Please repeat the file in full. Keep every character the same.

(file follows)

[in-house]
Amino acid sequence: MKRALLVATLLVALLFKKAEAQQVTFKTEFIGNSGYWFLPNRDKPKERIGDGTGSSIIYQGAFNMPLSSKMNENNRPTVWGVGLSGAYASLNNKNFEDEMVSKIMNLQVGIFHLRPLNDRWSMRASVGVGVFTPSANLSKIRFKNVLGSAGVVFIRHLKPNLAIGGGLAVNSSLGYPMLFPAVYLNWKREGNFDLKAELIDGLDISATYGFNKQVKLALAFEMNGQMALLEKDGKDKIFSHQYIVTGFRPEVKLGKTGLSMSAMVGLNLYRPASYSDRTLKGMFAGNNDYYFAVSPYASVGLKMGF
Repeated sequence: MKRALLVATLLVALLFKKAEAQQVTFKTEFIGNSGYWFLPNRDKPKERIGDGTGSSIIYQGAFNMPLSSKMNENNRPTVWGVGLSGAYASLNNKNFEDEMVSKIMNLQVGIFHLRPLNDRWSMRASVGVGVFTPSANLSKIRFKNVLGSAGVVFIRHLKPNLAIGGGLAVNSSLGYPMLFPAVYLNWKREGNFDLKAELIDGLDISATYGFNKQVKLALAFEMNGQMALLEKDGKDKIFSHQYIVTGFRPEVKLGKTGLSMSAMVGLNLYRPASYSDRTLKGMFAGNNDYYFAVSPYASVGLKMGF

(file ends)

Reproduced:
[in-house]
Amino acid sequence: MKRALLVATLLVALLFKKAEAQQVTFKTEFIGNSGYWFLPNRDKPKERIGDGTGSSIIYQGAFNMPLSSKMNENNRPTVWGVGLSGAYASLNNKNFEDEMVSKIMNLQVGIFHLRPLNDRWSMRASVGVGVFTPSANLSKIRFKNVLGSAGVVFIRHLKPNLAIGGGLAVNSSLGYPMLFPAVYLNWKREGNFDLKAELIDGLDISATYGFNKQVKLALAFEMNGQMALLEKDGKDKIFSHQYIVTGFRPEVKLGKTGLSMSAMVGLNLYRPASYSDRTLKGMFAGNNDYYFAVSPYASVGLKMGF
Repeated sequence: MKRALLVATLLVALLFKKAEAQQVTFKTEFIGNSGYWFLPNRDKPKERIGDGTGSSIIYQGAFNMPLSSKMNENNRPTVWGVGLSGAYASLNNKNFEDEMVSKIMNLQVGIFHLRPLNDRWSMRASVGVGVFTPSANLSKIRFKNVLGSAGVVFIRHLKPNLAIGGGLAVNSSLGYPMLFPAVYLNWKREGNFDLKAELIDGLDISATYGFNKQVKLALAFEMNGQMALLEKDGKDKIFSHQYIVTGFRPEVKLGKTGLSMSAMVGLNLYRPASYSDRTLKGMFAGNNDYYFAVSPYASVGLKMGF